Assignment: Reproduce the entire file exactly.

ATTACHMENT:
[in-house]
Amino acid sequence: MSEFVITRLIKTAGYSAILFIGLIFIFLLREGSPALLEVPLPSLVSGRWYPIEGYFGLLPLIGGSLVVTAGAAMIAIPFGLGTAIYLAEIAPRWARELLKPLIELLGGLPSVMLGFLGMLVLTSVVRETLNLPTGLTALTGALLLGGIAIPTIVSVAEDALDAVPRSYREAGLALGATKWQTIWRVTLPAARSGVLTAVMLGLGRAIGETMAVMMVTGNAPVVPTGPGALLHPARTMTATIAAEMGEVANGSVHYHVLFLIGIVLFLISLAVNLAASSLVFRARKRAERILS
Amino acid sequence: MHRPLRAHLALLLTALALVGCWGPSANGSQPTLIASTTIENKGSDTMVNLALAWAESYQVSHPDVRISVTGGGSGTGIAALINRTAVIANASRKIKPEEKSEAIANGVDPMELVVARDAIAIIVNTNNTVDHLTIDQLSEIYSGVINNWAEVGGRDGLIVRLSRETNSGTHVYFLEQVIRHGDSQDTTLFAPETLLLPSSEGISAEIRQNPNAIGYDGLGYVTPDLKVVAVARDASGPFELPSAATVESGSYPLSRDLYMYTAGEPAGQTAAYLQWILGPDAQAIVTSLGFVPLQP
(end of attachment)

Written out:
[in-house]
Amino acid sequence: MSEFVITRLIKTAGYSAILFIGLIFIFLLREGSPALLEVPLPSLVSGRWYPIEGYFGLLPLIGGSLVVTAGAAMIAIPFGLGTAIYLAEIAPRWARELLKPLIELLGGLPSVMLGFLGMLVLTSVVRETLNLPTGLTALTGALLLGGIAIPTIVSVAEDALDAVPRSYREAGLALGATKWQTIWRVTLPAARSGVLTAVMLGLGRAIGETMAVMMVTGNAPVVPTGPGALLHPARTMTATIAAEMGEVANGSVHYHVLFLIGIVLFLISLAVNLAASSLVFRARKRAERILS
Amino acid sequence: MHRPLRAHLALLLTALALVGCWGPSANGSQPTLIASTTIENKGSDTMVNLALAWAESYQVSHPDVRISVTGGGSGTGIAALINRTAVIANASRKIKPEEKSEAIANGVDPMELVVARDAIAIIVNTNNTVDHLTIDQLSEIYSGVINNWAEVGGRDGLIVRLSRETNSGTHVYFLEQVIRHGDSQDTTLFAPETLLLPSSEGISAEIRQNPNAIGYDGLGYVTPDLKVVAVARDASGPFELPSAATVESGSYPLSRDLYMYTAGEPAGQTAAYLQWILGPDAQAIVTSLGFVPLQP